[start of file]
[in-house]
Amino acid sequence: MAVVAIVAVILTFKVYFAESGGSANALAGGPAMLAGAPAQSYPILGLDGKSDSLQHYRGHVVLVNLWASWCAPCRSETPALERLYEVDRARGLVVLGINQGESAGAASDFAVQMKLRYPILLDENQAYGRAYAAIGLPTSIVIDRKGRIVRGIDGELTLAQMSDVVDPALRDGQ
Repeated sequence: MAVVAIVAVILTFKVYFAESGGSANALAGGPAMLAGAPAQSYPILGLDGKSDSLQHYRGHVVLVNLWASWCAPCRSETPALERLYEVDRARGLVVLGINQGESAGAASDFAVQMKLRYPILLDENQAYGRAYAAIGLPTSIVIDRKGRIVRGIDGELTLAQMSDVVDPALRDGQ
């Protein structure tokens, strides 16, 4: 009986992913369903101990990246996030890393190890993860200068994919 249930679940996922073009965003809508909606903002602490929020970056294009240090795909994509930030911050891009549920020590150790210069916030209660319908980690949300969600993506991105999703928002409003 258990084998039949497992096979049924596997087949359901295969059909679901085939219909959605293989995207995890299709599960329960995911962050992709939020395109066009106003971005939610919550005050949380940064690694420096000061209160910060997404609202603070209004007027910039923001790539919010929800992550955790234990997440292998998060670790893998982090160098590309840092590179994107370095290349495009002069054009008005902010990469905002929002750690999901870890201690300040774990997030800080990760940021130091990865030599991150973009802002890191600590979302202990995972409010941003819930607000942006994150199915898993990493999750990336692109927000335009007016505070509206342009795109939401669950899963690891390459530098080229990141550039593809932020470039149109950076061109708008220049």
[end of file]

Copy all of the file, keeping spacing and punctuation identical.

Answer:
[in-house]
Amino acid sequence: MAVVAIVAVILTFKVYFAESGGSANALAGGPAMLAGAPAQSYPILGLDGKSDSLQHYRGHVVLVNLWASWCAPCRSETPALERLYEVDRARGLVVLGINQGESAGAASDFAVQMKLRYPILLDENQAYGRAYAAIGLPTSIVIDRKGRIVRGIDGELTLAQMSDVVDPALRDGQ
Repeated sequence: MAVVAIVAVILTFKVYFAESGGSANALAGGPAMLAGAPAQSYPILGLDGKSDSLQHYRGHVVLVNLWASWCAPCRSETPALERLYEVDRARGLVVLGINQGESAGAASDFAVQMKLRYPILLDENQAYGRAYAAIGLPTSIVIDRKGRIVRGIDGELTLAQMSDVVDPALRDGQ
């Protein structure tokens, strides 16, 4: 009986992913369903101990990246996030890393190890993860200068994919 249930679940996922073009965003809508909606903002602490929020970056294009240090795909994509930030911050891009549920020590150790210069916030209660319908980690949300969600993506991105999703928002409003 258990084998039949497992096979049924596997087949359901295969059909679901085939219909959605293989995207995890299709599960329960995911962050992709939020395109066009106003971005939610919550005050949380940064690694420096000061209160910060997404609202603070209004007027910039923001790539919010929800992550955790234990997440292998998060670790893998982090160098590309840092590179994107370095290349495009002069054009008005902010990469905002929002750690999901870890201690300040774990997030800080990760940021130091990865030599991150973009802002890191600590979302202990995972409010941003819930607000942006994150199915898993990493999750990336692109927000335009007016505070509206342009795109939401669950899963690891390459530098080229990141550039593809932020470039149109950076061109708008220049």